The Middle East Studies Center (MESC) at the Ohio State University has been a federally-designated Title VI National Resource Center since 1988, two years after the director of the Center, Dr. Alam Payind was hired in his role.
This means we have been receiving federal funding for the past 24 years to improve and facilitate Middle East studies at Ohio State, and to make sure knowledge about the Middle East is made available to local, regional, national and international communities. We do this by funding library acquisitions, supporting students with the Foreign Language and Area Studies (FLAS) fellowship, seeding faculty positions, organizing and supporting academic engagement and exchange, partnerships with universities in the US and the Middle East, and conducting numerous educational outreach activities.
MESC and the Center for African Studies (CAS) partner in the support and organization of multiple programs which promote Somali language and culture studies on OSU campus. CAS organizes major international conferences and institutes on Somali Studies in a wide array of disciplines.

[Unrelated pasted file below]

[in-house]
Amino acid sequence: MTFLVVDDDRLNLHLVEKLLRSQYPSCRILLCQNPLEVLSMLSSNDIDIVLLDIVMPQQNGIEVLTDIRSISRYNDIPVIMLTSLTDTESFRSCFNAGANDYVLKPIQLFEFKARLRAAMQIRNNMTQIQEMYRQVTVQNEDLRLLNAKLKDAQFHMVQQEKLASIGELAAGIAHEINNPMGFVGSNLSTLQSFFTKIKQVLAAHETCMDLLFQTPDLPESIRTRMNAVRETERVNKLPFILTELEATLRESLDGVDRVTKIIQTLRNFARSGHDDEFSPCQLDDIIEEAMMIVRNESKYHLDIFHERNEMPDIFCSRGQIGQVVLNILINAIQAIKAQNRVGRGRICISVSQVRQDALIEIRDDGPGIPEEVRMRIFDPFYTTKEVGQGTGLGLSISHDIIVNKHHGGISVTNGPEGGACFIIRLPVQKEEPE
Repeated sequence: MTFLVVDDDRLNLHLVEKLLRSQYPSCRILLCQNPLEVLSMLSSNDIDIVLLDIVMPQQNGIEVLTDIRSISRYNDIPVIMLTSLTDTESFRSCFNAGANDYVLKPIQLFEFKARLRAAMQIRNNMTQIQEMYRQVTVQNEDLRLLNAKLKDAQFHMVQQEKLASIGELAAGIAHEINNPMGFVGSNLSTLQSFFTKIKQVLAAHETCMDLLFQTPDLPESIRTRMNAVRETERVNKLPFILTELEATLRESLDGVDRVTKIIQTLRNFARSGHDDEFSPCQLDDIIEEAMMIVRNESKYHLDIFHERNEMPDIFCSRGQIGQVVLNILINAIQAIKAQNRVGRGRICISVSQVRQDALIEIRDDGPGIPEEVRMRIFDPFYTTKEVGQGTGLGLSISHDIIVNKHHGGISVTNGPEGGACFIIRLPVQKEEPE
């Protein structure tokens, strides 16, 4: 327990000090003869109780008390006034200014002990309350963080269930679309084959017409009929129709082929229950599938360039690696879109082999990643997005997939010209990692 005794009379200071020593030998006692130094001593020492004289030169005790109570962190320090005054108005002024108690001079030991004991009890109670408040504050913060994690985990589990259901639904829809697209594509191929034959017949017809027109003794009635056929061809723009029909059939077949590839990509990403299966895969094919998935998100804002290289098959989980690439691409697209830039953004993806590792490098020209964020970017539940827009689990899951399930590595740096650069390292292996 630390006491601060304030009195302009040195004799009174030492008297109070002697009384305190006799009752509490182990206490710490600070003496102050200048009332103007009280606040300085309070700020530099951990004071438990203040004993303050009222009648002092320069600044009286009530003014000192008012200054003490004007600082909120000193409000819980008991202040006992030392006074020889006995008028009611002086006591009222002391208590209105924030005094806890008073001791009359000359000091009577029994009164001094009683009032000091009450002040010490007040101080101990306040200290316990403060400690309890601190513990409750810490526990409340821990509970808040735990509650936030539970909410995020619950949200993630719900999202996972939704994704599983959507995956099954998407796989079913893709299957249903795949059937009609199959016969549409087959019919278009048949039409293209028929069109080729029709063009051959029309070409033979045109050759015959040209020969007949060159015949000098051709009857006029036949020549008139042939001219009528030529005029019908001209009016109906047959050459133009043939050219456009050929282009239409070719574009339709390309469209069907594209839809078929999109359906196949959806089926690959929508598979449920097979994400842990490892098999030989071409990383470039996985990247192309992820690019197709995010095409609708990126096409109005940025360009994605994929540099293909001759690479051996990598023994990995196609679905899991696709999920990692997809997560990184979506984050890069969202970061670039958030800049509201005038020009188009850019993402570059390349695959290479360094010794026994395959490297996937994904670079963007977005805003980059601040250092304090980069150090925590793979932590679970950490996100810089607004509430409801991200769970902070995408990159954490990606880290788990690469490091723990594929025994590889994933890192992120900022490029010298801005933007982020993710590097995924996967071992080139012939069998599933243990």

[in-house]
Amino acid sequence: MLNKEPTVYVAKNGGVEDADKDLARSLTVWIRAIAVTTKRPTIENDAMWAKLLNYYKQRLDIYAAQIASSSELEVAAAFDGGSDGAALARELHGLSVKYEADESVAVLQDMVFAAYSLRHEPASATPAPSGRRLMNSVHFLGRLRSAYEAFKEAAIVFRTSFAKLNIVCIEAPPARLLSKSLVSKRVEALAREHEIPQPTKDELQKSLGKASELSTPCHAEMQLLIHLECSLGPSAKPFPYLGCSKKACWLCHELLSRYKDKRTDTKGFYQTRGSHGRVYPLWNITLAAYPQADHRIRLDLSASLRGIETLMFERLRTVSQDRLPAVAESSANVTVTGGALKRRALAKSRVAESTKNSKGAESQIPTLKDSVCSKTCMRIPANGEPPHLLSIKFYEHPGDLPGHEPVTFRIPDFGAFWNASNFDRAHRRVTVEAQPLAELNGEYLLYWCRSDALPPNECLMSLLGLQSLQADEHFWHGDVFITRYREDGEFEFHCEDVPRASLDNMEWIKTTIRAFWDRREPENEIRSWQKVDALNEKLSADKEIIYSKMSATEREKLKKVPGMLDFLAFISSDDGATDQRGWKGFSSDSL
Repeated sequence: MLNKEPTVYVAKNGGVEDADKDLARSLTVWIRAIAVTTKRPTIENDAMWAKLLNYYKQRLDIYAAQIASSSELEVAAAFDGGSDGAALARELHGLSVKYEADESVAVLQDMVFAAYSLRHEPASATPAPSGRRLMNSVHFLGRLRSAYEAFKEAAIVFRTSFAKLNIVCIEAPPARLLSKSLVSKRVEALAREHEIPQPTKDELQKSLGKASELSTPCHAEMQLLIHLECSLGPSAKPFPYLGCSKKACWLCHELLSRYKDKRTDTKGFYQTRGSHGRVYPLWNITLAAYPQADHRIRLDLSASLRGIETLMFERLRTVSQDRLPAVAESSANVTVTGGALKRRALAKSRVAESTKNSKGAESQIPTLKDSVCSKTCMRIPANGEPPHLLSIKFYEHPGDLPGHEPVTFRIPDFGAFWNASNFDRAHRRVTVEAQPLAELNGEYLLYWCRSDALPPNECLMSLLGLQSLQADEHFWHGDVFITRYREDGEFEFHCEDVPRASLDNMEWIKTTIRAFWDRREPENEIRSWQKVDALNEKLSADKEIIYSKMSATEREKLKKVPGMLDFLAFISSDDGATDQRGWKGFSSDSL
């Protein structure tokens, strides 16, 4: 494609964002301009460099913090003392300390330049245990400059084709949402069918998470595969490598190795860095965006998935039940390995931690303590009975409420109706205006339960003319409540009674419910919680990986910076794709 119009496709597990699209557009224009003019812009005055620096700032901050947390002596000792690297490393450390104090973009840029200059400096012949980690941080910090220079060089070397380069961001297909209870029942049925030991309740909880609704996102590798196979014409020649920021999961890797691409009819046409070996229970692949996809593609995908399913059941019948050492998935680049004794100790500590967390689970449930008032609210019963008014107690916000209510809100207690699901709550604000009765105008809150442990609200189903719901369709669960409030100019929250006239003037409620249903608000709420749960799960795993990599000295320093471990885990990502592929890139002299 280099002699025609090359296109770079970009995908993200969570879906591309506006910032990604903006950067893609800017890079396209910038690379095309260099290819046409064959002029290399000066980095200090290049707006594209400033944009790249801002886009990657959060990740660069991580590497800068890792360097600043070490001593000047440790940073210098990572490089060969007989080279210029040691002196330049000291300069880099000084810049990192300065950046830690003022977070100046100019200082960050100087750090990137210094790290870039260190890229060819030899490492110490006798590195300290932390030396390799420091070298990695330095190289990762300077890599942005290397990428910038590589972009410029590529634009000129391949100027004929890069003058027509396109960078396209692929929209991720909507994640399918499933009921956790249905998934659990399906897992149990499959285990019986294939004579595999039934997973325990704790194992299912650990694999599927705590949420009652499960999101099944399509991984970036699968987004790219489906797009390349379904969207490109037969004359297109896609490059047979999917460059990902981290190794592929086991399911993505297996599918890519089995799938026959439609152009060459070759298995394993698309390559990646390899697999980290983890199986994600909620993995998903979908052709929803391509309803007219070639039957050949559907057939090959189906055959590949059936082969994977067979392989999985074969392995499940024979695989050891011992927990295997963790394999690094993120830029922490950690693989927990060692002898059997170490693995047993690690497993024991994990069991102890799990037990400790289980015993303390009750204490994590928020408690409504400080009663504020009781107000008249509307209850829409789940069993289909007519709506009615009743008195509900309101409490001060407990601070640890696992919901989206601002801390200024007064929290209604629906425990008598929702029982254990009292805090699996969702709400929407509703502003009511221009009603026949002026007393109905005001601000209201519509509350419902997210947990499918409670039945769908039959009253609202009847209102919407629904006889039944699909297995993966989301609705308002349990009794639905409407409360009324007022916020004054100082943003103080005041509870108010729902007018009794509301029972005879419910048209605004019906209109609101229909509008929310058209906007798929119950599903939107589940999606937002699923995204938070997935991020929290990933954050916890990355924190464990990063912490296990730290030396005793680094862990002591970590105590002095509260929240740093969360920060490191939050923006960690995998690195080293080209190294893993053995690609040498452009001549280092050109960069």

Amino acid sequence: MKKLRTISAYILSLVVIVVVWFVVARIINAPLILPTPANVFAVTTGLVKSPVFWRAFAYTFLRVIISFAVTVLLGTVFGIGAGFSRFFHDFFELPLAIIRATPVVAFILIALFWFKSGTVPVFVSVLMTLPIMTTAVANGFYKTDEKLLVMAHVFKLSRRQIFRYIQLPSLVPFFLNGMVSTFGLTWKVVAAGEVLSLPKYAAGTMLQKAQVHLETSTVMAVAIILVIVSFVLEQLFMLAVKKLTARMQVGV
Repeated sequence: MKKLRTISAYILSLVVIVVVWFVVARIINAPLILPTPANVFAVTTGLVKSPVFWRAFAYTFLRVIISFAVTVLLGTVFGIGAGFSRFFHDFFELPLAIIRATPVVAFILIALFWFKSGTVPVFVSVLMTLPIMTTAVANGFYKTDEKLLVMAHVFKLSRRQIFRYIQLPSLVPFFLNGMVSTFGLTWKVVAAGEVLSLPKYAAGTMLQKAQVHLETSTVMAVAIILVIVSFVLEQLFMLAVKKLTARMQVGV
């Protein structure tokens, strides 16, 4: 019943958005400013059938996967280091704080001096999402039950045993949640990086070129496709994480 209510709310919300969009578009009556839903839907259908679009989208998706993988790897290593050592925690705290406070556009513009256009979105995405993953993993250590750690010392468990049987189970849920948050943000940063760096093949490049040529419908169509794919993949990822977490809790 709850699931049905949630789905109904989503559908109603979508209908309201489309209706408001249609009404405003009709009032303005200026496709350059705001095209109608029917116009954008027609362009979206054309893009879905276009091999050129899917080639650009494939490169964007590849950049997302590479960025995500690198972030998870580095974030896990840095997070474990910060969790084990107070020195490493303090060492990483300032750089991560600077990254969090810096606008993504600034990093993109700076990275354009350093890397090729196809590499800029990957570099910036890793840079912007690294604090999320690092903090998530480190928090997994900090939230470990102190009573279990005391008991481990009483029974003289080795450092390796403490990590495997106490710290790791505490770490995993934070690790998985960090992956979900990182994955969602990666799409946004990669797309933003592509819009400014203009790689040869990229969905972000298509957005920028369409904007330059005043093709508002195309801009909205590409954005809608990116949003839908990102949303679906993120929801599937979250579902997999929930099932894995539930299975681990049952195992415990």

Something Somali parents may not know that both MESC and CAS do is teacher training and classroom visits focused on improving the quality of information and teaching on the Middle East in American classrooms. This includes a more accurate depiction of Islam and the religious and ethnic diversity of the Middle East and Muslim-majority countries, such as Somalia.
One of the keys to inclusion lies within the content of the classroom, and students feel more comfortable when knowledge of their countries is considered a priority by their teachers and schools. Further, such knowledge must be presented in a culturally-sensitive way, which is any MESC and the Ohio State university strive to provide pedagogy training for diverse classrooms. It key that such diversity be engaged with on academic and identity-affirming levels, and not only through superficial culture festivals and the like.